ALL THE MONEY IN THE WORLD
Director: Ridley Scott
Cast: Michelle Williams, Christopher Plummer, Mark Wahlberg, Charlie Plummer, Romain Duris, Timothy Hutton
MPAA Rating: (for language, some violence, disturbing images and brief drug content)
Running Time: 2:12
Release Date: 12/25/17
Review by Mark Dujsik | December 24, 2017
Money doesn't mean much to J. Paul Getty (Christopher Plummer). It's simply a means to an end. In 1973, he is the richest man in the world. His estate in England is filled with all sorts of expensive things, mainly works of art that hang on the walls or that are hidden away, because to display them in public might give people the impression that the great masterpieces of the ages are as much a commodity as anything else. Getty, though, still buys these works, just to possess them. He likes to own "things," because people, it seems, constantly have let him down.
Getty isn't the protagonist of All the Money in the World, and there is no way to look at him as the hero, either, although he does, eventually, make a decision that helps to resolve the kidnapping of his allegedly beloved grandson. The tricky thing is that he isn't necessarily the villain, either, even though it is his stubbornness that leads to a lengthy abduction—five months—and an act against his grandson that cannot be reversed. Neither is he a tragic figure, although his life is one of isolation and emotional emptiness and the absence of anyone who genuinely cares about him. By the end of the film, we don't know how to feel about Getty, except that he lived the way he wanted to, seemed comfortable enough with the consequences of that lifestyle, and wouldn't have had it any other way.
David Scarpa's screenplay (based on a book by John Pearson) is dedicated to the headline-grabbing abduction of Getty's grandson John (Charlie Plummer—no relation to his on-screen grandfather), who was living in Rome with his mother Gail Harris (Michelle Williams) at the time. The film follows John's time as a hostage, Gail's efforts to convince her former father-in-law to pay the $17 million ransom, and Getty's determination to do as little as possible in regards to the kidnapping, while he keeps accumulating wealthy from his oil business and buying even more things to keep around his estate. The amount the kidnappers are willing to take for John's return keeps being reduced, and still, Getty refuses to offer any monetary aid to the woman whom he once called his daughter, in order to help the young man he claims to love.
None of Getty's actions make any sense to us, and even John, who opens the film with some voice-over narration, asserts that he hopes we can understand this family—and maybe even forgive them—by the time the tale is finished. The mention of forgiveness is odd, and the notion of collective forgiveness for the entire family is even stranger. These ideas suggest sin. We can't see any sin in John, who was 16 at the time of his abduction and had no fault in it, and we cannot see any transgressions on the part of Gail, who does everything she can to ensure the safe return of her son.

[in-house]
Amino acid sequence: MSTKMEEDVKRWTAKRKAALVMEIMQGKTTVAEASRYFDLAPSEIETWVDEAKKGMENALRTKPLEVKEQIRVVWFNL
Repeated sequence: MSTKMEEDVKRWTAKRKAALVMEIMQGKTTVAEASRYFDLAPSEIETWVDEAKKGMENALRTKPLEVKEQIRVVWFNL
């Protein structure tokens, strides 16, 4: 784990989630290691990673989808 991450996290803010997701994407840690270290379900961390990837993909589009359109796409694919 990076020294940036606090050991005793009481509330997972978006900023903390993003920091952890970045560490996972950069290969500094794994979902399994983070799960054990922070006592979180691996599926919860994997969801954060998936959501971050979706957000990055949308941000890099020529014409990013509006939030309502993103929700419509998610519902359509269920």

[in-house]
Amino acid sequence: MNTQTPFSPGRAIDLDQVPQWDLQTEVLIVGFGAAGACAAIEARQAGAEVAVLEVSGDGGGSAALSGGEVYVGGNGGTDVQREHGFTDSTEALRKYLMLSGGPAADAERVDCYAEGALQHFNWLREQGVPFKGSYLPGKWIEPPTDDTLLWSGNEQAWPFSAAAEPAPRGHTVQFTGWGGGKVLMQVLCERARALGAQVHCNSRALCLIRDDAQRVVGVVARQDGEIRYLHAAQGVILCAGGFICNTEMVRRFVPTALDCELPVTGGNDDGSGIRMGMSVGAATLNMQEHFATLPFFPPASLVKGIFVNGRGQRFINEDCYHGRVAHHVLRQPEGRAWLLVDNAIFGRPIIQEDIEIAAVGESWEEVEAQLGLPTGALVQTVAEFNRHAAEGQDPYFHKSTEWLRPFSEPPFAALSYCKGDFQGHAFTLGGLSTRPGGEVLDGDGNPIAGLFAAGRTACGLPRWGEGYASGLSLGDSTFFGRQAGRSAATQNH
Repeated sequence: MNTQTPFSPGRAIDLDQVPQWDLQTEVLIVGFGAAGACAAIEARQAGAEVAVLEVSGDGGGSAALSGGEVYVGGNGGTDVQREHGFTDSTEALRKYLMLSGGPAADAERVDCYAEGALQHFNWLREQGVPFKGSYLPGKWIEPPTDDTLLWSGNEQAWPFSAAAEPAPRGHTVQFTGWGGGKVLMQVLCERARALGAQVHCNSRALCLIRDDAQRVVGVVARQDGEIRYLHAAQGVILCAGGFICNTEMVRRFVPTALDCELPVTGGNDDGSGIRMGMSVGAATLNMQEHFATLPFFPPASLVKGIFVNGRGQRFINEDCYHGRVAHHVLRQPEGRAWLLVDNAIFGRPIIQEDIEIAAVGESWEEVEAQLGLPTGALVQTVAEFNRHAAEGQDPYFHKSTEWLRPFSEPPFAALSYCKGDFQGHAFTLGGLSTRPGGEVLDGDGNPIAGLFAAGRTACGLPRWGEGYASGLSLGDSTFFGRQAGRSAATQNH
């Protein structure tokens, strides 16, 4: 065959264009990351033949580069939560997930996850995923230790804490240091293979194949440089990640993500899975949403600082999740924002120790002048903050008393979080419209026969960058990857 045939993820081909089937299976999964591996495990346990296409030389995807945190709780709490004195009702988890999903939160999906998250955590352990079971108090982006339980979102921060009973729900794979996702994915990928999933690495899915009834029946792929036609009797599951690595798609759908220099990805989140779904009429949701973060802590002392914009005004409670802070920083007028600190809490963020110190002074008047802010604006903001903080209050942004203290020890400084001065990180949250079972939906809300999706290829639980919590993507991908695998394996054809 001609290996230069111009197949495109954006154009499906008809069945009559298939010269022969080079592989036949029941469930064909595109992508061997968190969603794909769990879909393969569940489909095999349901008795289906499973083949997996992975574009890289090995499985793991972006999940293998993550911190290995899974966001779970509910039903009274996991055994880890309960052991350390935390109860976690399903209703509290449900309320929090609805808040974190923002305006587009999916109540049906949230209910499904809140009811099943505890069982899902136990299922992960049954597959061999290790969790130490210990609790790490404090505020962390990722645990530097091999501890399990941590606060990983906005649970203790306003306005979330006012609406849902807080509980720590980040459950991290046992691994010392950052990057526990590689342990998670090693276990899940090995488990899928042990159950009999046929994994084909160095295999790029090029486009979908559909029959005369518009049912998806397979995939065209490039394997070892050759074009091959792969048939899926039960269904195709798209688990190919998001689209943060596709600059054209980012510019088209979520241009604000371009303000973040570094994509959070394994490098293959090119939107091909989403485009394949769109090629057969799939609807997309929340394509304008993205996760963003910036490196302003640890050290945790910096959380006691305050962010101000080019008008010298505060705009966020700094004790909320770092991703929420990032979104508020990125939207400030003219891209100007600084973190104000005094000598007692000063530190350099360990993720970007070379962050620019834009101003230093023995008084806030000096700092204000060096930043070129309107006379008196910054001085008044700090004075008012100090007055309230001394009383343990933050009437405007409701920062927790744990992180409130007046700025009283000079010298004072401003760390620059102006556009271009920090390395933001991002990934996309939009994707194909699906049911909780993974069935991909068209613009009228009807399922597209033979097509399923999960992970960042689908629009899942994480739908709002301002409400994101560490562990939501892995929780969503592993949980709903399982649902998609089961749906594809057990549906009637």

The sins belong to Getty, but sinning also implies a knowledge of wrongdoing. In no way does he seem guilty for his inaction. His grandson can see the sin, and that says as much about the kid as it does the grandfather.
This is as much understanding as Scarpa and director Ridley Scott are willing to allow Getty. He is a miserable man, a constant negotiator, a cheapskate who looks for any loophole to keep as much of his money as he can, and someone who sees himself as blameless. The film may be fashioned as a thriller, with a lot of racing against the clock and attempts to bargain with the kidnappers, but it's more noteworthy as a study of the corrupting influence of wealth, especially when that wealth exists simply so that a man can say that he has it.
It's also about the bubble in which those in possession of and associated with wealth find themselves. We can see it when Gail, who has gone on to a fairly normal life after divorcing Getty's son (played by Andrew Buchan), first answers a phone call from one of her son's abductors. Upon hearing the words, "We have your son," her instinct is to believe that everything is fine. Upon learning that John has been kidnapped, her instinct is to think that it's a joke. The difference between Gail and her former father-in-law is that she is quickly capable of understanding the reality and gravity of this scenario. Getty, meanwhile, seems to believe that his money will protect him and anyone close to him from reality.
The other major player here is Fletcher Chase (Mark Wahlberg), a former CIA man who currently works as a negotiator on Getty's behalf. In a way, the character is supposed to be a stand-in for the audience. Fletcher's initial investigation leads him to believe that John's abduction is merely a prank or a scam, perpetrated by a spoiled kid who thinks he can outsmart his grandfather. Later, Fletcher becomes the voice of reason and moral authority, as he realizes that his employer is incapable of comprehending the severity of grandson's situation. Wahlberg is solid in playing the tougher aspects of his character, but in serving as the film's conscience, his performance comes up notably short.
Williams, though, compensates for this shortcoming, with a rich performance of despair and determination, and Plummer serves as a somewhat terrifying counterbalance, as a man who is convinced he has conquered his insecurities by defining his life on material success. Getty is and isn't the central figure of All the Money in the World, because he is the reason all of this happens and, still, does nothing. That contradiction is the cold, cruel heart of the man.
Copyright © 2017 by Mark Dujsik. All rights reserved.
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